I guess so, but it's pretty clear that (as with a lot of things Anonymous has been involved in) it certainly wasn't organized or thought out in any way.  I think they generally thought the video was funny, but what happened after that was a series of events that no single participant could have imagined or planned.  



Credit for bottom photo: Valery Hache / AFP

4) You explore the ideological clash within Anonymous, between those building lines of solidarity with actual social movements and the more radical 'splinter groups', whose vicious campaigns aren't really concerned with collateral damage. Do you see this becoming more of an issue down the line? Could Anonymous' more "hardcore" factions tarnish its reputation as a collective of freedom fighting "internet warriors"?
This split is still very much alive.  One of the key weaknesses of the group is that it can be tarnished or hijacked by a single individual on any given day with some ridiculous behavior.  But as a whole they seem to be evolving in very interesting ways, mostly towards an awareness that (collectively) they can actually make some degree of difference in areas they care about - internet, speech, and protest freedoms, abuses of power, etc.  I often wonder if smaller splinter groups will begin to break off and become "legitimate" (for lack of a better word.)  You see many examples of this historically, where more extreme protest groups alter their approach and organize into powerful and necessary "legitimate" forces for good.

That said, I once thought Anonymous would be a Scientology-only protest group, so I'm usually careful not to make any broad based definitive predictions as to where the non-group is headed.  I think we're still in a period where it is too early to tell how various factions will evolve.  A friend once compared the array of possibilities of Anonymous to a deck of cards all fanned out.  People who identify with Anonymous have a lot of choices as to where they can take their momentum. 

5) In We Are Legion, you point out that both Bill Gates and Steve Jobs first cut their teeth doing these types of borderline-illegal electronic high jinks. Given hacking's storied history, are you surprised that most mainstream media outlets seems to equate Anonymous with hooliganism, cyber-bullying or even terrorism? Do you see that changing anytime soon, as the movement gains even more notoriety?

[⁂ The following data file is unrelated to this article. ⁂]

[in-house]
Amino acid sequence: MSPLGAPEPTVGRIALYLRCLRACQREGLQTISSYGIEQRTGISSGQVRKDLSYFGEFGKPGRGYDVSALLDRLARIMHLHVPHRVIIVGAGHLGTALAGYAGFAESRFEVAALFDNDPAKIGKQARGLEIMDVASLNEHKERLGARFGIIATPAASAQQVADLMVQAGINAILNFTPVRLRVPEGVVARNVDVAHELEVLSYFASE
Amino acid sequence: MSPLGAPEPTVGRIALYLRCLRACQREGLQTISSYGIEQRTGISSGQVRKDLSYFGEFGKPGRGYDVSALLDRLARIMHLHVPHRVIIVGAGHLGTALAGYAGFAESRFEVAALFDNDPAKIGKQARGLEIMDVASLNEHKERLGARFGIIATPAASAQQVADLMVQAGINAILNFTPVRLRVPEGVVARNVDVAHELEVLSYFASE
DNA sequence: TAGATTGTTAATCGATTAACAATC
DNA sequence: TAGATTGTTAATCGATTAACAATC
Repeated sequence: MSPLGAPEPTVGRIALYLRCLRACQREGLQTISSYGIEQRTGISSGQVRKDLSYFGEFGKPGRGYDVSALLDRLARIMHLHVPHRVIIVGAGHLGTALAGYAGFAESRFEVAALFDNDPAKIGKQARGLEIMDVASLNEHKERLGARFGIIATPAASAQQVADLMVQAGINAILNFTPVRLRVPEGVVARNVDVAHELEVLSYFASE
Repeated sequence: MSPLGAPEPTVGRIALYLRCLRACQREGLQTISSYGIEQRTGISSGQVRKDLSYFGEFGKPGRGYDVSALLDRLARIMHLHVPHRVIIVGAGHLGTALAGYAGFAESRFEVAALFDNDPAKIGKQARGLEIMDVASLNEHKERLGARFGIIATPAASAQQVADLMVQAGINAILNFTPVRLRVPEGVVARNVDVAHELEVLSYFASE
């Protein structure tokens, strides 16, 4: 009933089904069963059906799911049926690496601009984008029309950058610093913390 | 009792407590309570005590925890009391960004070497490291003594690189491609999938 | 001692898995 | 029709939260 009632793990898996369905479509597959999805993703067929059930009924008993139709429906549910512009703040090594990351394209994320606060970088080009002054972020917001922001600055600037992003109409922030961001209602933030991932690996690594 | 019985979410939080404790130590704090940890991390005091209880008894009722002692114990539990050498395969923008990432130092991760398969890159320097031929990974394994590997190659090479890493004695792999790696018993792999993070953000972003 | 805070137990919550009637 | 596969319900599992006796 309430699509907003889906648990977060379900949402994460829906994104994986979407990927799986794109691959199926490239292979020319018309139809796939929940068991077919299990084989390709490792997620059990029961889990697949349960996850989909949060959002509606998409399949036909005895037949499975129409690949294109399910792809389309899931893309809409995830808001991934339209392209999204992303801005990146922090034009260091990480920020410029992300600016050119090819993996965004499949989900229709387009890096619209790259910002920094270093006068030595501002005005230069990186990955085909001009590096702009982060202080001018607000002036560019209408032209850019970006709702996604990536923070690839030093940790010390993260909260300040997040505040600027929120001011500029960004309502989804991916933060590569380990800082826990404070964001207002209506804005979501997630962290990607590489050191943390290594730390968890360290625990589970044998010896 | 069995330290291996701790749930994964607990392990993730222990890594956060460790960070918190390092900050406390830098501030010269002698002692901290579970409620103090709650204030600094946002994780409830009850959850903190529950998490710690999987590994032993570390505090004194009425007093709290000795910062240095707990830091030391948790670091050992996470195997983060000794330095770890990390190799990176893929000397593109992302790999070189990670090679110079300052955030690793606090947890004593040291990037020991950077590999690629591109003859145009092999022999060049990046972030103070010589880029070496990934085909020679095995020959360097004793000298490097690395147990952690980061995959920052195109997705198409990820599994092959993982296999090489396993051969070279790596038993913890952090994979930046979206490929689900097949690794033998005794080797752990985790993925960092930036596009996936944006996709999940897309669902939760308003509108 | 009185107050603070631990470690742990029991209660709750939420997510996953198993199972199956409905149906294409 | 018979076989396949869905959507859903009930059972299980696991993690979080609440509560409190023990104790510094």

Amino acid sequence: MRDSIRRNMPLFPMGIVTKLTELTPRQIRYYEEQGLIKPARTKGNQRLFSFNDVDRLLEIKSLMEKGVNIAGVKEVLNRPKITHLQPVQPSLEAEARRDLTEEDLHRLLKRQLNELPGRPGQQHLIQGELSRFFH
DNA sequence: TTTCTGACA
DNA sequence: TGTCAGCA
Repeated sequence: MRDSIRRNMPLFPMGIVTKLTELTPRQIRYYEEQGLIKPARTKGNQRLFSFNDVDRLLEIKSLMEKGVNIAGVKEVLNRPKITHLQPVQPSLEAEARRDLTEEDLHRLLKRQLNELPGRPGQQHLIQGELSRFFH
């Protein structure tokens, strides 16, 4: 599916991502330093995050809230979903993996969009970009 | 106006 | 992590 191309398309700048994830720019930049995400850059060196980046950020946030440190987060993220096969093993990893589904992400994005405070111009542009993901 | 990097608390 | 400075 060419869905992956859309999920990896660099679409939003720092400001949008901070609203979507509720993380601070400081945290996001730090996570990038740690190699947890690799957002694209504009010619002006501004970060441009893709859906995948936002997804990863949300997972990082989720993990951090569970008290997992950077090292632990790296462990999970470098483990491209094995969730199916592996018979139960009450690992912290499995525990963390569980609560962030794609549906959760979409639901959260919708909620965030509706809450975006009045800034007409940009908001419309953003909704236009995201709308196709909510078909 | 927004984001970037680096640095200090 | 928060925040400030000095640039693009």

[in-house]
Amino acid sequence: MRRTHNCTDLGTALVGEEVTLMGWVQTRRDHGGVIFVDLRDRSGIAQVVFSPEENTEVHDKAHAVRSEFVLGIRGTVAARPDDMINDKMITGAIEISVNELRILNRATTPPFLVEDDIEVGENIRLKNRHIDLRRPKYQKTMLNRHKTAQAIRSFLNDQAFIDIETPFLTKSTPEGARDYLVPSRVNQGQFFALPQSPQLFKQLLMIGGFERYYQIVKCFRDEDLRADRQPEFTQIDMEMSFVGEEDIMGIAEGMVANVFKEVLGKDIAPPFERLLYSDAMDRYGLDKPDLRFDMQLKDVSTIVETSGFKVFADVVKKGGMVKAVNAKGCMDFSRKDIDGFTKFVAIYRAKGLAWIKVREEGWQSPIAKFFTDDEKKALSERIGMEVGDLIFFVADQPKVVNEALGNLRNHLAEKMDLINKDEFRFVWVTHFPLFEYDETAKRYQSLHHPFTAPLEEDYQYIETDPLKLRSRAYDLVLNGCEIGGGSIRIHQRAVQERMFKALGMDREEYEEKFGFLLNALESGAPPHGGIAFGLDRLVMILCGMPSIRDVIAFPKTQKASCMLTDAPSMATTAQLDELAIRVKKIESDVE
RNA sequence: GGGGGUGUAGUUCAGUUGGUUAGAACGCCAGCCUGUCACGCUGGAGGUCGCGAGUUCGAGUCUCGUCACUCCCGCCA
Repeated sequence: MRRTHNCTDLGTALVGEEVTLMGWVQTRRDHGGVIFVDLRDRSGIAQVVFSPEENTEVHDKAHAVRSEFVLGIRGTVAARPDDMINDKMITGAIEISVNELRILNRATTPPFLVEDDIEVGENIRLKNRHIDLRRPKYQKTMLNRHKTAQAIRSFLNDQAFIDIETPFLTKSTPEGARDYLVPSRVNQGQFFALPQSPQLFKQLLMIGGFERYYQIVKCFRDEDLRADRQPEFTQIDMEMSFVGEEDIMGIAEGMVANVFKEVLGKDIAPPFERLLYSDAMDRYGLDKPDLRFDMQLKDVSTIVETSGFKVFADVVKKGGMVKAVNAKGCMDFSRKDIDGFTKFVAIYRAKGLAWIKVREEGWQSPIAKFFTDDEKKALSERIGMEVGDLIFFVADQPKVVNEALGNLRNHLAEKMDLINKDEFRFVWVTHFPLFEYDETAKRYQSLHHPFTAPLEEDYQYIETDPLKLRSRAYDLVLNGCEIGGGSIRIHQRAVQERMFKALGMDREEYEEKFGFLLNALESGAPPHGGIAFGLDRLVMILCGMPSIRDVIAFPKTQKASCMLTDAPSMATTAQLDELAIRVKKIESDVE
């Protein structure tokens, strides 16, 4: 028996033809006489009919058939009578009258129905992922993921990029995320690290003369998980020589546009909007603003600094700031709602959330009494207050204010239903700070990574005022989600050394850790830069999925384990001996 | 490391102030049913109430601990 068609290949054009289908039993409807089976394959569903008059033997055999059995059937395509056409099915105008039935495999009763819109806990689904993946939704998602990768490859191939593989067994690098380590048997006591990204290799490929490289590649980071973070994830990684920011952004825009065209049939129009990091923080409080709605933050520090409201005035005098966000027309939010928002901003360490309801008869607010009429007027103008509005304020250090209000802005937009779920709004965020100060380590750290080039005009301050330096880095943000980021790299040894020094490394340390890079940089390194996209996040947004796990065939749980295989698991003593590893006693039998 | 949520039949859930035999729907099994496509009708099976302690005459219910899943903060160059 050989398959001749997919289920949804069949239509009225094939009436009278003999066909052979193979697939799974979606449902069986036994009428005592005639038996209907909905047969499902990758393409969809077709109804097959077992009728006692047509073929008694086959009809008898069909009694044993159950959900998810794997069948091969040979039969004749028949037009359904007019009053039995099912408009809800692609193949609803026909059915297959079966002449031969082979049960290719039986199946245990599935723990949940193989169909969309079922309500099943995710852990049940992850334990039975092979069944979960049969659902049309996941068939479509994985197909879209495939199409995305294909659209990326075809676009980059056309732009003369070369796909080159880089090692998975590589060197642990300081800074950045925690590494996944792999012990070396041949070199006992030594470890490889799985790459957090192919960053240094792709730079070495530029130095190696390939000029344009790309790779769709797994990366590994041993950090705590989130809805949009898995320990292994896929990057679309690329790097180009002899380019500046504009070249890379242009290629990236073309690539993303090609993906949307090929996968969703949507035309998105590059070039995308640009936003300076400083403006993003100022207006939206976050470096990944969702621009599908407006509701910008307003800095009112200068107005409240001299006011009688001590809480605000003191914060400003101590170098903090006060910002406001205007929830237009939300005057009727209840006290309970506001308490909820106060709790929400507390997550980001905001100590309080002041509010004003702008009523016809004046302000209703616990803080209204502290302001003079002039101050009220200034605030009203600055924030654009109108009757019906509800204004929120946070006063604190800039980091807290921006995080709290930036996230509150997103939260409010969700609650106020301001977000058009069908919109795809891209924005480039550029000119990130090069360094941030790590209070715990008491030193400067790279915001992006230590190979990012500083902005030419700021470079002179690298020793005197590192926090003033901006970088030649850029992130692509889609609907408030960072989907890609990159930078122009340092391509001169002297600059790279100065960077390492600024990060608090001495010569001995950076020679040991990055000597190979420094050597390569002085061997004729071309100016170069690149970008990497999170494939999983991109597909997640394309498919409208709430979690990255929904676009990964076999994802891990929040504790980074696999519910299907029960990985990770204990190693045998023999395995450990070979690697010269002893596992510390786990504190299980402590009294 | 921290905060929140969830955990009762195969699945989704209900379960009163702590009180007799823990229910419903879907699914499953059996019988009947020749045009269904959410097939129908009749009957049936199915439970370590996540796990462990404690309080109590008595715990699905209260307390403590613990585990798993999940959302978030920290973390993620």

Not really, partly because members sometimes embrace that air of hooliganism.  But there is no doubt that people who were once considered criminal hackers (and in a lot of cases faced some serious jail time) are now very much a part of the establishment, even recruited by the government for their skills. 

6) Your film doesn't shy away from taking a clear stand on this contentious issue: you believe Anonymous' actions are legitimate. Were you concerned that the film would come off as too one-sided, as lacking in critical voices from the other end of the spectrum?
Well, I disagree with that.  I think there is legitimacy in some of their actions but certainly not all.  I definitely think we are in a period when the kinds of jail times people are facing often don't fit the crime - and the discussion about what is happening needs to become more sophisticated.  But I don't for instance, believe that DDoS should be uncritically supported and always legal, it's a neutral tool that has even been used by oppressive regimes to shut down NGOs they don't like.  And ultimately it is a tool for silencing websites, which means its use needs to be very carefully considered by anyone who believes in freedom of speech.  I do think that in certain cases, where the activity is obviously a protest, there should be a first amendment carve out or at least consideration that it could be protected.  It has to be a case by case basis, but not all of this activity should be across the board illegal.